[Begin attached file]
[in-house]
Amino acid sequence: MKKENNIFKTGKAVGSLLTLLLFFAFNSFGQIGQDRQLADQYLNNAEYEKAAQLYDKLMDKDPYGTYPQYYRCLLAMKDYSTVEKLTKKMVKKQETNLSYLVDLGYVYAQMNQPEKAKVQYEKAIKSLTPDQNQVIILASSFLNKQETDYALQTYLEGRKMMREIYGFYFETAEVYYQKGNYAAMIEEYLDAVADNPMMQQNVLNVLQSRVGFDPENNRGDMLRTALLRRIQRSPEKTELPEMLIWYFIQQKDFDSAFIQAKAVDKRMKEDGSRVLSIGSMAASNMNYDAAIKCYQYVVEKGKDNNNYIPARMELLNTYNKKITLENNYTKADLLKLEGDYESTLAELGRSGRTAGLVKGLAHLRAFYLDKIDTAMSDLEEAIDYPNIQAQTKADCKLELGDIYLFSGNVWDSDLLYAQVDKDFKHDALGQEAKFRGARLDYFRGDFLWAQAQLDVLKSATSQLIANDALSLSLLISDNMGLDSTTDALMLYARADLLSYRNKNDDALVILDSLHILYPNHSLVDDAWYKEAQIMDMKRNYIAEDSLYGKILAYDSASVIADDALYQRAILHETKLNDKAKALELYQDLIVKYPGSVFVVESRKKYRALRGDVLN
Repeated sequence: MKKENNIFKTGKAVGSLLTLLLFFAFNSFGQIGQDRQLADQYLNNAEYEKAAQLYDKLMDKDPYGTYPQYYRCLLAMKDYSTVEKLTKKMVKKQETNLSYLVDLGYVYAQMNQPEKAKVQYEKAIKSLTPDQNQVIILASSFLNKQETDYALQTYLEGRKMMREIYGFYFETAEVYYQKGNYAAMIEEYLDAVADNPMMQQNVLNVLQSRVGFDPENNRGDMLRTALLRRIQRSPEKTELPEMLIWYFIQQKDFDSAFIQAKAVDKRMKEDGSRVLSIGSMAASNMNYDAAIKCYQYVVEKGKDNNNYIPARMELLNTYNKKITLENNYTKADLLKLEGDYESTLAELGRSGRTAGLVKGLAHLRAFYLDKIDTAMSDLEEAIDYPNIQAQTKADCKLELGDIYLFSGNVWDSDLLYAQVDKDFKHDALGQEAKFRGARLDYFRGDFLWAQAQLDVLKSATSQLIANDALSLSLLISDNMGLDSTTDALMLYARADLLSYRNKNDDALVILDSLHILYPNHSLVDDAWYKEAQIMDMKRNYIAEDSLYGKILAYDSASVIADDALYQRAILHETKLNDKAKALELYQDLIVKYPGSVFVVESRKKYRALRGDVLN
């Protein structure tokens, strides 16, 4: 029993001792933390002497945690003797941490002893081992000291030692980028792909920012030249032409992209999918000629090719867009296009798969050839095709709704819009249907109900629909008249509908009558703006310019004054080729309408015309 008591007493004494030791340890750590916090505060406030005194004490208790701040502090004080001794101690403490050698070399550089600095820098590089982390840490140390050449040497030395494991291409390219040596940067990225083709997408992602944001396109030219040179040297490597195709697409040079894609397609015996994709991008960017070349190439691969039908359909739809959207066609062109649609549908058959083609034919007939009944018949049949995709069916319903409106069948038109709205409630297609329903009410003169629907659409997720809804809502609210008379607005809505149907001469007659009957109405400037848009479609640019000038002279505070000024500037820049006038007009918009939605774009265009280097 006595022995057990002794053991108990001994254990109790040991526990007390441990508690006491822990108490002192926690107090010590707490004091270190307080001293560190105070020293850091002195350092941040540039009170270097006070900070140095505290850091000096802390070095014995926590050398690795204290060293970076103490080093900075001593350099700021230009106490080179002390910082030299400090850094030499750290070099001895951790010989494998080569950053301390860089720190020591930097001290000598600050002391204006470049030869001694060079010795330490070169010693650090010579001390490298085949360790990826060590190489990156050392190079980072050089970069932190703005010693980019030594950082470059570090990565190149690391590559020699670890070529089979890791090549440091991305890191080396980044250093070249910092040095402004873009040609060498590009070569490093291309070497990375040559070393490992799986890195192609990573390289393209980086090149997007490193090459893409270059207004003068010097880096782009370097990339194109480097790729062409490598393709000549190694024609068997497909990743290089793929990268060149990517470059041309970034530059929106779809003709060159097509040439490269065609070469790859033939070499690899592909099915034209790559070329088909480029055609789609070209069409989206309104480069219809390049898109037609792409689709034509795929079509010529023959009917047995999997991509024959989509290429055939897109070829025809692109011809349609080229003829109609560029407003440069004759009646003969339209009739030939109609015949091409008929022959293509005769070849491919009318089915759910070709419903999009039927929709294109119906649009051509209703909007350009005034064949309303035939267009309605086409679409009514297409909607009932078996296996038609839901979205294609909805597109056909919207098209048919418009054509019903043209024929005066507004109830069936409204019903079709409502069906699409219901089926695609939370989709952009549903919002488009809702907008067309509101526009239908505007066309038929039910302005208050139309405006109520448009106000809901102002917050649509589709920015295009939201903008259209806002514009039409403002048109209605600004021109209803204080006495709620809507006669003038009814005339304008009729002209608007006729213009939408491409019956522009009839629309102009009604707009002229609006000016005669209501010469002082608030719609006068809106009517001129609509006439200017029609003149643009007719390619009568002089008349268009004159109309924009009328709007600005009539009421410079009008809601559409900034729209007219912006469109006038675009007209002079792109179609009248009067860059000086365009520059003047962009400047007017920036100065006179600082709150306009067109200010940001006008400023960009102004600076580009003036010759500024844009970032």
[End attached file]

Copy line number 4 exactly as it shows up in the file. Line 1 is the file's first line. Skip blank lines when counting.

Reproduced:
């Protein structure tokens, strides 16, 4: 029993001792933390002497945690003797941490002893081992000291030692980028792909920012030249032409992209999918000629090719867009296009798969050839095709709704819009249907109900629909008249509908009558703006310019004054080729309408015309 008591007493004494030791340890750590916090505060406030005194004490208790701040502090004080001794101690403490050698070399550089600095820098590089982390840490140390050449040497030395494991291409390219040596940067990225083709997408992602944001396109030219040179040297490597195709697409040079894609397609015996994709991008960017070349190439691969039908359909739809959207066609062109649609549908058959083609034919007939009944018949049949995709069916319903409106069948038109709205409630297609329903009410003169629907659409997720809804809502609210008379607005809505149907001469007659009957109405400037848009479609640019000038002279505070000024500037820049006038007009918009939605774009265009280097 006595022995057990002794053991108990001994254990109790040991526990007390441990508690006491822990108490002192926690107090010590707490004091270190307080001293560190105070020293850091002195350092941040540039009170270097006070900070140095505290850091000096802390070095014995926590050398690795204290060293970076103490080093900075001593350099700021230009106490080179002390910082030299400090850094030499750290070099001895951790010989494998080569950053301390860089720190020591930097001290000598600050002391204006470049030869001694060079010795330490070169010693650090010579001390490298085949360790990826060590190489990156050392190079980072050089970069932190703005010693980019030594950082470059570090990565190149690391590559020699670890070529089979890791090549440091991305890191080396980044250093070249910092040095402004873009040609060498590009070569490093291309070497990375040559070393490992799986890195192609990573390289393209980086090149997007490193090459893409270059207004003068010097880096782009370097990339194109480097790729062409490598393709000549190694024609068997497909990743290089793929990268060149990517470059041309970034530059929106779809003709060159097509040439490269065609070469790859033939070499690899592909099915034209790559070329088909480029055609789609070209069409989206309104480069219809390049898109037609792409689709034509795929079509010529023959009917047995999997991509024959989509290429055939897109070829025809692109011809349609080229003829109609560029407003440069004759009646003969339209009739030939109609015949091409008929022959293509005769070849491919009318089915759910070709419903999009039927929709294109119906649009051509209703909007350009005034064949309303035939267009309605086409679409009514297409909607009932078996296996038609839901979205294609909805597109056909919207098209048919418009054509019903043209024929005066507004109830069936409204019903079709409502069906699409219901089926695609939370989709952009549903919002488009809702907008067309509101526009239908505007066309038929039910302005208050139309405006109520448009106000809901102002917050649509589709920015295009939201903008259209806002514009039409403002048109209605600004021109209803204080006495709620809507006669003038009814005339304008009729002209608007006729213009939408491409019956522009009839629309102009009604707009002229609006000016005669209501010469002082608030719609006068809106009517001129609509006439200017029609003149643009007719390619009568002089008349268009004159109309924009009328709007600005009539009421410079009008809601559409900034729209007219912006469109006038675009007209002079792109179609009248009067860059000086365009520059003047962009400047007017920036100065006179600082709150306009067109200010940001006008400023960009102004600076580009003036010759500024844009970032």